In 1933, Procter & Gamble introduced
Dreft, the first synthetic detergent ever made. It was a
definite improvement from soap, but Dreft fell short of
what the company wanted. Dreft could clean lightly soiled clothes,
but was ineffective against the heavily dirty clothes. Despite Dreft’s
shortcomings, Procter & Gamble knew they were on the right
track. For the next 10 years, the company kept plugging away in finding the
solution. After numerous tests, the detergent that would become Tide
was ready to become a reality. Unfortunately, World War II put its debut
In 1946, Procter & Gamble introduced
Tide to 6 different regions of the United States. To capture the
attention of the consumers, Tide was packaged in a bright yellow
and orange box, which was similar in design to Oxydol’s famous
bull’s-eye package. It wasn’t hard to miss on the dealer’s shelves--- and the
people didn’t want to miss it, either!
In all 6 regions where it was sold, Tide
was an instant success. The demand for "The Washday Miracle"
quickly dwindled down the supply. Dealers who sold it had a difficult time
keeping enough Tide on hand. It would take another 2-3 years before
Procter & Gamble could make enough Tide to be
Once it was introduced to a nationwide audience
on the PERRY MASON serial program, Tide quickly
became the top selling laundry product. Its popularity was so dominant, there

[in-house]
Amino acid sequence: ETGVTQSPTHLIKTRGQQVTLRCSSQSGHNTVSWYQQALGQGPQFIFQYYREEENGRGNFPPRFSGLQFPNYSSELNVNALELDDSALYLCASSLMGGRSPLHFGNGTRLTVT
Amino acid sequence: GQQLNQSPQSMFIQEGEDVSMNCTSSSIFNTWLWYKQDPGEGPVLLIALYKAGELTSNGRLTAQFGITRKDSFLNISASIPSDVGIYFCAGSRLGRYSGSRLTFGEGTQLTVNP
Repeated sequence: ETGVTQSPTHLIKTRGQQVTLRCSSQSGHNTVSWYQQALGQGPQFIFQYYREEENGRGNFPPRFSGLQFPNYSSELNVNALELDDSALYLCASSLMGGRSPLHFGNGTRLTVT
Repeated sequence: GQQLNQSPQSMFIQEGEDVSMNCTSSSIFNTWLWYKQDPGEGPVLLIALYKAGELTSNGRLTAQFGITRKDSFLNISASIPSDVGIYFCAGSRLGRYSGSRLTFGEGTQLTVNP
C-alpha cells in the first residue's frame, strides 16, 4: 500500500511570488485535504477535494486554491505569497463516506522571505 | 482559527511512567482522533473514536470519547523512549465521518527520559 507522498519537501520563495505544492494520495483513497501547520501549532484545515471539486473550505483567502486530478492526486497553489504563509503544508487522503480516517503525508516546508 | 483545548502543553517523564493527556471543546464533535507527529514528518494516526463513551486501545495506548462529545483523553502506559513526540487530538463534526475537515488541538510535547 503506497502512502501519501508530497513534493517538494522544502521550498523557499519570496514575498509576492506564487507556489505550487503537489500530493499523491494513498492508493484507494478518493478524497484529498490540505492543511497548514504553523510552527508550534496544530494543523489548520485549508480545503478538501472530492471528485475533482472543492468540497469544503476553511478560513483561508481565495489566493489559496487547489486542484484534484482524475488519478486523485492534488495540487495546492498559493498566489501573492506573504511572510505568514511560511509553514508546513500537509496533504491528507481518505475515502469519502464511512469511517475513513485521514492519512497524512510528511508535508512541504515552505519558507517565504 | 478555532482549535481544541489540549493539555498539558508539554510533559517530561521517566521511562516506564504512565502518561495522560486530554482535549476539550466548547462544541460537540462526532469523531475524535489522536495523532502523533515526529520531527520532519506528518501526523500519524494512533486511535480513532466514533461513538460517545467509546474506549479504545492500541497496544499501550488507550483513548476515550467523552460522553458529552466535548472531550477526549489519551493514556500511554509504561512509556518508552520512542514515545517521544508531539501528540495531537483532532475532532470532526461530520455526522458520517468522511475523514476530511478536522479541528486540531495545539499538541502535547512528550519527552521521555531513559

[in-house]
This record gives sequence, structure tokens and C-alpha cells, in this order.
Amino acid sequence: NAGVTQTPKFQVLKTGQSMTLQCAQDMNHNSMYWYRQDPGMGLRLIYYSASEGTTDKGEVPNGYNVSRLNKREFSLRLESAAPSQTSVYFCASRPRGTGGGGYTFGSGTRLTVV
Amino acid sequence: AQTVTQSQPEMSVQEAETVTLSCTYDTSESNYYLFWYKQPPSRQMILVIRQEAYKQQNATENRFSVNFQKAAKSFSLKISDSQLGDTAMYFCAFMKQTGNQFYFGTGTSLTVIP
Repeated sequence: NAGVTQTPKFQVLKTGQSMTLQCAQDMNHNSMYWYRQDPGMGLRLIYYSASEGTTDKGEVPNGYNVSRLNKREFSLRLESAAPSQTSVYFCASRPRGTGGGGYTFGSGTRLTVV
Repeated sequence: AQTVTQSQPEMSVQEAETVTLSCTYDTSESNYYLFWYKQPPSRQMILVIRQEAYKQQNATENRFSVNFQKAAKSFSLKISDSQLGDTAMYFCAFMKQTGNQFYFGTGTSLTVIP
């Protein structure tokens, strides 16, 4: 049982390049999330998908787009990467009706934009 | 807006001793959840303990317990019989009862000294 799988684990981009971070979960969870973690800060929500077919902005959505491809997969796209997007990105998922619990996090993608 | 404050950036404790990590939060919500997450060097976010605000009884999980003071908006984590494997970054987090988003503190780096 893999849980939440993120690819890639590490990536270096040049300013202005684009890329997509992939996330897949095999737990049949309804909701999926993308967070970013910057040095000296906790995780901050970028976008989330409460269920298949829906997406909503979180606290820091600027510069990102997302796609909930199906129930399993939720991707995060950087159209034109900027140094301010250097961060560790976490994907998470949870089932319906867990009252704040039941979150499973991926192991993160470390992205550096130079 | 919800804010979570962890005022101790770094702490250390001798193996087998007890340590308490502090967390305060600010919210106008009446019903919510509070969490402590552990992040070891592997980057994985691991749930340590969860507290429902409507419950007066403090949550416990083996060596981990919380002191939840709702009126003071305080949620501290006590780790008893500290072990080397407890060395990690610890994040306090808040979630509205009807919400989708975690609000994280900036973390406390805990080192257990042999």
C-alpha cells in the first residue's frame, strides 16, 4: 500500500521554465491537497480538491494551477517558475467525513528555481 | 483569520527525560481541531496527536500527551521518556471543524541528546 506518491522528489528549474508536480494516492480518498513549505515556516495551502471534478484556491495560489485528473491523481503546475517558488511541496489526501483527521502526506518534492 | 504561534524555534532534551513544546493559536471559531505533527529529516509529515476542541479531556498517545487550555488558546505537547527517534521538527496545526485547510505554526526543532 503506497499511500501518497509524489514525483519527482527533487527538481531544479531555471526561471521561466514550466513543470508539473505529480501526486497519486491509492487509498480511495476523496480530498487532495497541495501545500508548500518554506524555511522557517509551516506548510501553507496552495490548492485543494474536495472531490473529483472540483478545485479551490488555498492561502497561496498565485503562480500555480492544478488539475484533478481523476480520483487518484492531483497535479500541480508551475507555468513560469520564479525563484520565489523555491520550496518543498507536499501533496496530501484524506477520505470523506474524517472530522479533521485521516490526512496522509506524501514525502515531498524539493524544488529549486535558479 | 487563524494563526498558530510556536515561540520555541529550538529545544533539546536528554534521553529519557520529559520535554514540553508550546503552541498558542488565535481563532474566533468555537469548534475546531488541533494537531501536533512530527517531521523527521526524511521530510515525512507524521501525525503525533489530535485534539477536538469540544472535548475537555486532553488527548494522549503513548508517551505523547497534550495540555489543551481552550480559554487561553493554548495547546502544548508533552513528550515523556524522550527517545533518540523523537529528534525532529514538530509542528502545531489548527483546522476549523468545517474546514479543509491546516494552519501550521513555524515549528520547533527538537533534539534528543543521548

was a major concern for the makers of powdered, flaked, and bar laundry soaps.
It was the beginning of the end of soap products for the laundry. The rival soap
makers had the choice of either converting their popular soap brands to detergents
or to discontinue making them entirely.
As you know, Procter & Gamble
is the creator of Tide--- but it was also the company that made
Ivory Flakes, Ivory Snow, Duz, and Oxydol--- all
established soap products. Along with the other soap brands, sales of all 4
Procter & Gamble soap products also decreased because
of Tide’s popularity.
Since Tide was a laundry product,
it was also a sponsor of the daytime soap operas. It was here that
soap products got a little revenge on "The Washday Miracle."
Although Tide dominated the sales of laundry products, its popularity
didn’t change the slang "Soap Opera" into "Detergent
Tide either sponsored or co-sponsored established
serials like LIFE CAN BE BEAUTIFUL, PEPPER YOUNG’S FAMILY, ROSEMARY,
PERRY MASON, THE GUIDING LIGHT, and THE RIGHT TO HAPPINESS.
Other then being sponsored by the same product, the common factor these serials
had was announcer Bob Dixon, who was the commercial spokesman for Tide.
On one of the commercials from PERRY MASON,
Dixon described Tide as a "Mid-Century Miracle."
It most certainly was an accurate statement, because this one product alone
completely changed how the laundry was washed. The competition eventually came
out with their own brands of detergent, but not one of them could surpass or
even equal Tide in popularity.